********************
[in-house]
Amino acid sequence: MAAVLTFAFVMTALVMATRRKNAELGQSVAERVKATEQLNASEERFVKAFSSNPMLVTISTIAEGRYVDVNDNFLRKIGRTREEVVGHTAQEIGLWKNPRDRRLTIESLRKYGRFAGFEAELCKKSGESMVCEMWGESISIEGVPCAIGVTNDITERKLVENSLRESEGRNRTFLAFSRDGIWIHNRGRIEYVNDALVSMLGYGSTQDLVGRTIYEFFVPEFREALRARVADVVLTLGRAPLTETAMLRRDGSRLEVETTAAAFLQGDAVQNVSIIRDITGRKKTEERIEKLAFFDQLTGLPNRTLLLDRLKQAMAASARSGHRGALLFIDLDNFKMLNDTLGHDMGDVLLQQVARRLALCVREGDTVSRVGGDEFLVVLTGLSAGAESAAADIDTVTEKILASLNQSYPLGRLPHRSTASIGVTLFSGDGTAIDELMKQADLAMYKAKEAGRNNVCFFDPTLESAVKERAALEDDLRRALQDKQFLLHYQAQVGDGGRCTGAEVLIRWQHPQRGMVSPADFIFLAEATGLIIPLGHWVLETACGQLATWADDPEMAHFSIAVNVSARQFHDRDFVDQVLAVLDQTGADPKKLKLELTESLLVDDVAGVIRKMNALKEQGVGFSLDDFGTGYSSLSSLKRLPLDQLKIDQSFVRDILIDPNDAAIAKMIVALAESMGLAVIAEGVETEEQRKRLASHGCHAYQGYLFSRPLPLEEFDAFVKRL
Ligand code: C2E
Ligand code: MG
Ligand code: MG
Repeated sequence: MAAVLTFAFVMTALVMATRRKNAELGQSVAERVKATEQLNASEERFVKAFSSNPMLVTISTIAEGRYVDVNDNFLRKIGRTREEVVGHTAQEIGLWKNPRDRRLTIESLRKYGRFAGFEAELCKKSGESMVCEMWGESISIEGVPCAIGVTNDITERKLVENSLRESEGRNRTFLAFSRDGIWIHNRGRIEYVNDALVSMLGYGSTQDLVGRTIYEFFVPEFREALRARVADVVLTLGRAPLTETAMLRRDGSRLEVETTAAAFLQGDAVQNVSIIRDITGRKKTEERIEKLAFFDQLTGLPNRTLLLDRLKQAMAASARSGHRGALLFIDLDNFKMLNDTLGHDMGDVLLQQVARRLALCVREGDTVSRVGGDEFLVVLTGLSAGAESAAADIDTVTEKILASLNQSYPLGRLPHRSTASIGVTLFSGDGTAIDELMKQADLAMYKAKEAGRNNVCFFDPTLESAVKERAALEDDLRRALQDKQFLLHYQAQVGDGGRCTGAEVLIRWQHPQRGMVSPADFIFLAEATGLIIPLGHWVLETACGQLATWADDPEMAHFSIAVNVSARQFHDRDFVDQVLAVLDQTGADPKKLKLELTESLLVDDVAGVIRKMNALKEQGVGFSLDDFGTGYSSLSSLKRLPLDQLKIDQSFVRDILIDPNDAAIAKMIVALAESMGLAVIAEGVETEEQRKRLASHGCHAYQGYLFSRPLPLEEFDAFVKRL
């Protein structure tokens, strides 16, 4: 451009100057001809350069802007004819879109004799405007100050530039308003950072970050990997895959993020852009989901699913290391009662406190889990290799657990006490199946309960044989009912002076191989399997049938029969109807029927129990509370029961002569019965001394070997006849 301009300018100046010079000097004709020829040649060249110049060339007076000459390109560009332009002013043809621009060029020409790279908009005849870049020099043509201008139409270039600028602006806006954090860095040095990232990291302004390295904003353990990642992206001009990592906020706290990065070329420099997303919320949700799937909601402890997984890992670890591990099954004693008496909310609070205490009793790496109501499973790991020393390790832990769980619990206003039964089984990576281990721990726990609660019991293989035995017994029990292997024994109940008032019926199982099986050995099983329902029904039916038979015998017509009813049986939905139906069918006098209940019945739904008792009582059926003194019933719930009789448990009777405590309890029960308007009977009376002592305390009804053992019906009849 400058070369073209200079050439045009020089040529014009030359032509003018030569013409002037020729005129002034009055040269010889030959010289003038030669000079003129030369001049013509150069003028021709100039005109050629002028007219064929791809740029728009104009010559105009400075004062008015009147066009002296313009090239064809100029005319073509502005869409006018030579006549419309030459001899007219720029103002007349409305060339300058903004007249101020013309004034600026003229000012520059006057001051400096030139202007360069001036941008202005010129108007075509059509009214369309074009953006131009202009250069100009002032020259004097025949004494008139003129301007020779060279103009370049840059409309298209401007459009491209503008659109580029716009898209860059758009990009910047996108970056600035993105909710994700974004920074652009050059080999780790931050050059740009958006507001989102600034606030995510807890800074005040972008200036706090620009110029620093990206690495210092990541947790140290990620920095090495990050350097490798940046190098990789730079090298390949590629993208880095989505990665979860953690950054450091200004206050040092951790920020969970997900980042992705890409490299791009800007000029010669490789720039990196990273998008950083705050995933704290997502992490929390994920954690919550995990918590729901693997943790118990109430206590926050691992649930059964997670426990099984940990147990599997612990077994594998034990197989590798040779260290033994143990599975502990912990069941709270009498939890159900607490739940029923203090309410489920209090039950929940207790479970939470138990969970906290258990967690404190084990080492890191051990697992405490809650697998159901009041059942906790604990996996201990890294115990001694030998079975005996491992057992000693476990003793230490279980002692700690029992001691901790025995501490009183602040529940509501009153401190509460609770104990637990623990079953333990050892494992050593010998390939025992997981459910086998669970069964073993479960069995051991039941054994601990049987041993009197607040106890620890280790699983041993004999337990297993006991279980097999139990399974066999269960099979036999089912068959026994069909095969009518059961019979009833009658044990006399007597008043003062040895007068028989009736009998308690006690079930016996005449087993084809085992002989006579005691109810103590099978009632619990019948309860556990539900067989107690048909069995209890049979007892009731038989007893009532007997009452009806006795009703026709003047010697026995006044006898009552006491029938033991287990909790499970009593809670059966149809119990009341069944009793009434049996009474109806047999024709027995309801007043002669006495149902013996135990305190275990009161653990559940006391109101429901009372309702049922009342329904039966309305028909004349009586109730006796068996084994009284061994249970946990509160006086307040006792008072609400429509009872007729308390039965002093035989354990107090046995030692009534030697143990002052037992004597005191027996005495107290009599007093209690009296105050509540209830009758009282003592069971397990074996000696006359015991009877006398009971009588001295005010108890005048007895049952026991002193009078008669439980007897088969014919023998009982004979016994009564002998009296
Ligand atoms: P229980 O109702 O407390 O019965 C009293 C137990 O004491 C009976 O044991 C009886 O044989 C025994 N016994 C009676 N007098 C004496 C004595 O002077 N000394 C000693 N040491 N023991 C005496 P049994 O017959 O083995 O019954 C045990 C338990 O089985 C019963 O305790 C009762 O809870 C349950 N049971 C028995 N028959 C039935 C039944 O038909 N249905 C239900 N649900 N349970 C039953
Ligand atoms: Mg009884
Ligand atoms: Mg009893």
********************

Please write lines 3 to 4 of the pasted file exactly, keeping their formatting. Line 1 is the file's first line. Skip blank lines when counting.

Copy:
Ligand code: C2E
Ligand code: MG